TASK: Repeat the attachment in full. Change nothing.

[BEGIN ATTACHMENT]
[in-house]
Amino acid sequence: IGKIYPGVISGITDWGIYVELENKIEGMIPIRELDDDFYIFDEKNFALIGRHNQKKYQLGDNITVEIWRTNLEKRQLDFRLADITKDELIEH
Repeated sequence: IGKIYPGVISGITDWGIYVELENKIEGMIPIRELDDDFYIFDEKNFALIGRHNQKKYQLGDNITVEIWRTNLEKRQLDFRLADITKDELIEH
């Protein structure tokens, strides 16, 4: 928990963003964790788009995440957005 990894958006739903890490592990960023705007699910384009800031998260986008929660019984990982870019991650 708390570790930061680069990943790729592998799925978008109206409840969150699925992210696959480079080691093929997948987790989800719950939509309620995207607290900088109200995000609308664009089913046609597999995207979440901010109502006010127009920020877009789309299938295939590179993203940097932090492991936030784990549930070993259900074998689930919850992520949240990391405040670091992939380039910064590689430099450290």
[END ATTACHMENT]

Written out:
[in-house]
Amino acid sequence: IGKIYPGVISGITDWGIYVELENKIEGMIPIRELDDDFYIFDEKNFALIGRHNQKKYQLGDNITVEIWRTNLEKRQLDFRLADITKDELIEH
Repeated sequence: IGKIYPGVISGITDWGIYVELENKIEGMIPIRELDDDFYIFDEKNFALIGRHNQKKYQLGDNITVEIWRTNLEKRQLDFRLADITKDELIEH
């Protein structure tokens, strides 16, 4: 928990963003964790788009995440957005 990894958006739903890490592990960023705007699910384009800031998260986008929660019984990982870019991650 708390570790930061680069990943790729592998799925978008109206409840969150699925992210696959480079080691093929997948987790989800719950939509309620995207607290900088109200995000609308664009089913046609597999995207979440901010109502006010127009920020877009789309299938295939590179993203940097932090492991936030784990549930070993259900074998689930919850992520949240990391405040670091992939380039910064590689430099450290």